A set few franchises have a stranglehold on the soccer sim market in video games. Those who enjoy the thrill of the wonder goal turn to the likes of Pro Evolution Soccer and FIFA for their fix, while the tactical end of the spectrum is dominated by Football Manager. Given the success and the financial clout of these gaming institutions, it’s hard to make a way in.
Nonetheless, the indie market is persisting. Kick and rush games inspired by Sensible Soccer can sometimes make a dent, such as the absurd humor of 2017’s divisive Behold the Kickmen, as small teams of creators try to fill the void of unrealistic fun that FIFA’s attempt at purity has left behind. For strategy fans, one title that attempted to do something different was Football, Tactics & Glory.
Continue scrolling to keep reading
Click the button below to start this article in quick view.
Initially released on PC, Football, Tactics & Glory (or Soccer, Tactics & Glory in North America) was an interesting genre hybrid. Combining football strategy with turn-based grid mechanics that wouldn’t feel out of place in Fire Emblem, this perhaps bizarre blend somehow managed to work. Now, the game has expanded into the console space as well.
In terms of pure gameplay, not a lot has changed from the initial PC release. The title still takes cues from beloved tabletop game Subbuteo in its approach, with the player taking turns to move their team around the pitch as they either attack or defend. With a set number of moves before the opposition takes control, it’s all about looking for ways not just to get ahead, but also to maintain control in a way that stops the other team from getting possession.
This plays into a solid risk and reward approach. When making any move, such as taking a shot or making a pass, the player is given the percentage chance of success much like XCOM. Do they go for the perilous chance to get ahead with an unlikely shot, or do they protect the ball, hope that they can keep possession, and get a player into a better position in their next round?
Something that helps is the player specialities system, with specific moves that can be completed to extend the players turn with extra moves. This might be a long pass or a lob, to allow users to have a bit of a different dimension to their play. This also adds some much-needed identity to the different players while also pushing users to be a little bit ambitious rather than playing it safe.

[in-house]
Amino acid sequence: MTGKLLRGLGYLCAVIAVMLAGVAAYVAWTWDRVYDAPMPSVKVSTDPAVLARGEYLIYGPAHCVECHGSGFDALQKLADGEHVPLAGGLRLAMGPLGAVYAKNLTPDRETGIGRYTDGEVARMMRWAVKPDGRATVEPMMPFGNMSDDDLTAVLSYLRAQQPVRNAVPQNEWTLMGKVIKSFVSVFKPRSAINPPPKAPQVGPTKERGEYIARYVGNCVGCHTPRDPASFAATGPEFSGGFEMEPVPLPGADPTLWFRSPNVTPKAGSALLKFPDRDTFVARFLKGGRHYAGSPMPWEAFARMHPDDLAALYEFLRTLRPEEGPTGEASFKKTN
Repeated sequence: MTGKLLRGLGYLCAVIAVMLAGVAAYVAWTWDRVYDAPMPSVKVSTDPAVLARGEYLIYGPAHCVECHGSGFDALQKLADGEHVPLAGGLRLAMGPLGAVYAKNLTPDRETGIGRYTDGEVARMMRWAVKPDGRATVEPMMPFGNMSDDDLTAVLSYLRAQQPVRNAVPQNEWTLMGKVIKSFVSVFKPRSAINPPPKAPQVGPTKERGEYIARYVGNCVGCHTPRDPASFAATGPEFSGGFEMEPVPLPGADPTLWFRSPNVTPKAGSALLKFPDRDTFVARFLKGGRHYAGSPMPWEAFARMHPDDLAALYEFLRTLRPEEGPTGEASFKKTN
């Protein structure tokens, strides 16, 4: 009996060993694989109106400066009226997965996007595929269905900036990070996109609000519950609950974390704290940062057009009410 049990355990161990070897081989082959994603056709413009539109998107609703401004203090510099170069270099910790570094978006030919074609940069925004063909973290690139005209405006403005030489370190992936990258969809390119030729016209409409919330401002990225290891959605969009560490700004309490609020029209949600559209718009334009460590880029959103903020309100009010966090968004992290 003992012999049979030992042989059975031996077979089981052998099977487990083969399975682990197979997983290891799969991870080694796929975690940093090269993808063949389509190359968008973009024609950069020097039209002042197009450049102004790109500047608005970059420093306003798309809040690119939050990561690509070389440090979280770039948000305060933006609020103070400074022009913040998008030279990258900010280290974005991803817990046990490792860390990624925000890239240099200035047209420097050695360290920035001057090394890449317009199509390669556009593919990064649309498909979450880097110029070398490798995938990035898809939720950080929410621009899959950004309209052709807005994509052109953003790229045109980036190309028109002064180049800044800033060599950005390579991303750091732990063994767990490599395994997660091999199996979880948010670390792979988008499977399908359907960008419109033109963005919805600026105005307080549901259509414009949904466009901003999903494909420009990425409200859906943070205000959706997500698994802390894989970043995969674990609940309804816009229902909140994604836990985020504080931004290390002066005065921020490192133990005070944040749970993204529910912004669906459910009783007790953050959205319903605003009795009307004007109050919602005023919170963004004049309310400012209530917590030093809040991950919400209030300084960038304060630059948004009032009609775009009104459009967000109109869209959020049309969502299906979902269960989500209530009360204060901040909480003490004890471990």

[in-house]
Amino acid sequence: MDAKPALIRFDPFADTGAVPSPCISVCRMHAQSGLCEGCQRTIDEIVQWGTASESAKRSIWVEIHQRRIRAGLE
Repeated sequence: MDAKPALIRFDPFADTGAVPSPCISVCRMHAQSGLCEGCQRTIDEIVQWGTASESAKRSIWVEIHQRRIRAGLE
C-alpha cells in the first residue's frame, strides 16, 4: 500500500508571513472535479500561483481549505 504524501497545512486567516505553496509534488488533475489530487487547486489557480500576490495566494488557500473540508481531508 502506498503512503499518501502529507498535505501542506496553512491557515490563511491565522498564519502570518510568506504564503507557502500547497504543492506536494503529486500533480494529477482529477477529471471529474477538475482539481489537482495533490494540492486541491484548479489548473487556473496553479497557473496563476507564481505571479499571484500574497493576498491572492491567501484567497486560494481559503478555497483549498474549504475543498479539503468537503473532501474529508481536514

That identity factor is an important one, too. Obviously Soccer, Tactics & Glory doesn’t have any of the official brands, player names or teams, instead relying on classic Pro Evo or Sensible Soccer name changes. It’s a little buzz of nostalgia for those who grew up playing footballing classics, although those who need authenticity will probably want to look elsewhere.
Soccer, Tactics & Glory works very well as a conversion to home consoles. Generally PC strategy games work well on consoles – a far cry from the situation a few years ago – with titles like Stellaris and Divinity: Original Sin proving that the genre isn’t permanently tied to a mouse and keyboard. This game is no exception, and it’s very easy to move about the grid and select the correct move.
In part that’s down to the simplicity of Soccer, Tactics & Glory. Those after a tactical experience akin to games like The Banner Saga won’t find what they’re looking for here, as the title tries to blur the lines between football tactics and wider strategy, and in the end that leaves the game feeling a little bit basic for long-term tactical fans. That does give the game the benefit of working even more seamlessly on console, due to the lack of in-depth options and menus, but it’s a hangover issue from the first game that hasn’t been addressed.
It’s not the only thing, either. The occasional awkward animations of the character models remain, which takes away from the feel somewhat, although the game still looks fine when it steers clear of close-ups. Perhaps the game would have been better suited by playing up to its retro roots with a focus on sprites rather than 3D models, but it’s an aesthetic choice rather than one of function.
Without any significant improvements, this is a structurally sound and enjoyable console port, rather than a total overhaul to make up for any earlier limitations. Players will still dive right into its short games, hustle their way through transfer windows, and enjoy luck-based tactical play as they try to turn their chosen team into footballing gods.
That’s where Soccer, Tactics & Glory sits overall. Those who played the game on PC won’t need to pick it up on PS4 or Xbox One, although those who really enjoyed it may be tempted by the Switch release for portability. As well as that, those who haven’t played Soccer, Tactics & Glory before and are intrigued by its premise could do far worse than picking it up for something a little bit different.
Soccer, Tactics & Glory is out now for PC, PS4, Switch, and Xbox One. Screen Rant was provided with a PS4 download code for the purposes of this review.
3.5 out of 5 (Very Good)
Star Wars: Trevorrow Script Reveals One Way to Fix Major Leia Plot Hole
About The Author
Rob Gordon is a writer and musician from Brighton, United Kingdom. A Creative Writing Masters graduate from the University of Exeter, Rob has his roots in fiction writing but also has extensive experience writing about video games and the video game industry. As well as this, Rob is at home with a focus on film and television, particularly when it comes to the realms of horror. Alongside his writing, Rob plays in two UK-based musical acts, the electro-pop band Palomino Club and rock band Titans & Kings, and also lends his vocal talents to the Big Boys Don’t Cry podcast, which reviews and discusses romantic comedies. The bands and the podcast can be found on all good digital distribution platforms, and Rob can also be found on Twitter.